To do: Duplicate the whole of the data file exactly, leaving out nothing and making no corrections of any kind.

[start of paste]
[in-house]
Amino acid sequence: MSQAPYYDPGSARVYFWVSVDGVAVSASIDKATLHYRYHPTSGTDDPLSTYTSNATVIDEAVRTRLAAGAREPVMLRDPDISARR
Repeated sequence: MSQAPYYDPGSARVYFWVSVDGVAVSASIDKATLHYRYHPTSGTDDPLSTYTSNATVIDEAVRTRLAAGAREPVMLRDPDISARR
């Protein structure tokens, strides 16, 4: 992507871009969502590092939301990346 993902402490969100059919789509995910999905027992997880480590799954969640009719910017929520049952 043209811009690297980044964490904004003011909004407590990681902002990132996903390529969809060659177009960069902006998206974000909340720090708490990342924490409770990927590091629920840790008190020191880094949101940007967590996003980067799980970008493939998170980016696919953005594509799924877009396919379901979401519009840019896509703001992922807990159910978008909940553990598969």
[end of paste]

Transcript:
[in-house]
Amino acid sequence: MSQAPYYDPGSARVYFWVSVDGVAVSASIDKATLHYRYHPTSGTDDPLSTYTSNATVIDEAVRTRLAAGAREPVMLRDPDISARR
Repeated sequence: MSQAPYYDPGSARVYFWVSVDGVAVSASIDKATLHYRYHPTSGTDDPLSTYTSNATVIDEAVRTRLAAGAREPVMLRDPDISARR
């Protein structure tokens, strides 16, 4: 992507871009969502590092939301990346 993902402490969100059919789509995910999905027992997880480590799954969640009719910017929520049952 043209811009690297980044964490904004003011909004407590990681902002990132996903390529969809060659177009960069902006998206974000909340720090708490990342924490409770990927590091629920840790008190020191880094949101940007967590996003980067799980970008493939998170980016696919953005594509799924877009396919379901979401519009840019896509703001992922807990159910978008909940553990598969």